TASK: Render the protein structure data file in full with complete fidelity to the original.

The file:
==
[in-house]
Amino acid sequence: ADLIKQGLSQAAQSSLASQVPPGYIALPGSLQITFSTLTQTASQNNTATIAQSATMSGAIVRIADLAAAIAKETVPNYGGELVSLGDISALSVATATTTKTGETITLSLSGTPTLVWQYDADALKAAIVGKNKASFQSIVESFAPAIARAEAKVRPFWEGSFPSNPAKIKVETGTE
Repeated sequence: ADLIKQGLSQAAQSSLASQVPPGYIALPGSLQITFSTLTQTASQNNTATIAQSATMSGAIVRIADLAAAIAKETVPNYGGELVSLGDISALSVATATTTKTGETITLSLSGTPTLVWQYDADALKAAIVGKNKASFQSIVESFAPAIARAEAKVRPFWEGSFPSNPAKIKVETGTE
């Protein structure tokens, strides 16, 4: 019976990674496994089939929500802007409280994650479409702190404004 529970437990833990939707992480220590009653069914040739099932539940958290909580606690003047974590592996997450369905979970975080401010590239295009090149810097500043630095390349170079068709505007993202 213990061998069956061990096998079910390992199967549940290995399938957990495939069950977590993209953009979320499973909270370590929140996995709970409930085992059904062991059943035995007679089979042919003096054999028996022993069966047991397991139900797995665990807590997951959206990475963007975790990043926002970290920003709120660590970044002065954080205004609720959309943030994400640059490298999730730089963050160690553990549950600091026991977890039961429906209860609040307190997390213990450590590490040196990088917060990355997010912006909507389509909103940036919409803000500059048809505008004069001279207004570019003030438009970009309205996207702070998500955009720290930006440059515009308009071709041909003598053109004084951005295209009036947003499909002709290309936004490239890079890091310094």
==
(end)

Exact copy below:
[in-house]
Amino acid sequence: ADLIKQGLSQAAQSSLASQVPPGYIALPGSLQITFSTLTQTASQNNTATIAQSATMSGAIVRIADLAAAIAKETVPNYGGELVSLGDISALSVATATTTKTGETITLSLSGTPTLVWQYDADALKAAIVGKNKASFQSIVESFAPAIARAEAKVRPFWEGSFPSNPAKIKVETGTE
Repeated sequence: ADLIKQGLSQAAQSSLASQVPPGYIALPGSLQITFSTLTQTASQNNTATIAQSATMSGAIVRIADLAAAIAKETVPNYGGELVSLGDISALSVATATTTKTGETITLSLSGTPTLVWQYDADALKAAIVGKNKASFQSIVESFAPAIARAEAKVRPFWEGSFPSNPAKIKVETGTE
């Protein structure tokens, strides 16, 4: 019976990674496994089939929500802007409280994650479409702190404004 529970437990833990939707992480220590009653069914040739099932539940958290909580606690003047974590592996997450369905979970975080401010590239295009090149810097500043630095390349170079068709505007993202 213990061998069956061990096998079910390992199967549940290995399938957990495939069950977590993209953009979320499973909270370590929140996995709970409930085992059904062991059943035995007679089979042919003096054999028996022993069966047991397991139900797995665990807590997951959206990475963007975790990043926002970290920003709120660590970044002065954080205004609720959309943030994400640059490298999730730089963050160690553990549950600091026991977890039961429906209860609040307190997390213990450590590490040196990088917060990355997010912006909507389509909103940036919409803000500059048809505008004069001279207004570019003030438009970009309205996207702070998500955009720290930006440059515009308009071709041909003598053109004084951005295209009036947003499909002709290309936004490239890079890091310094």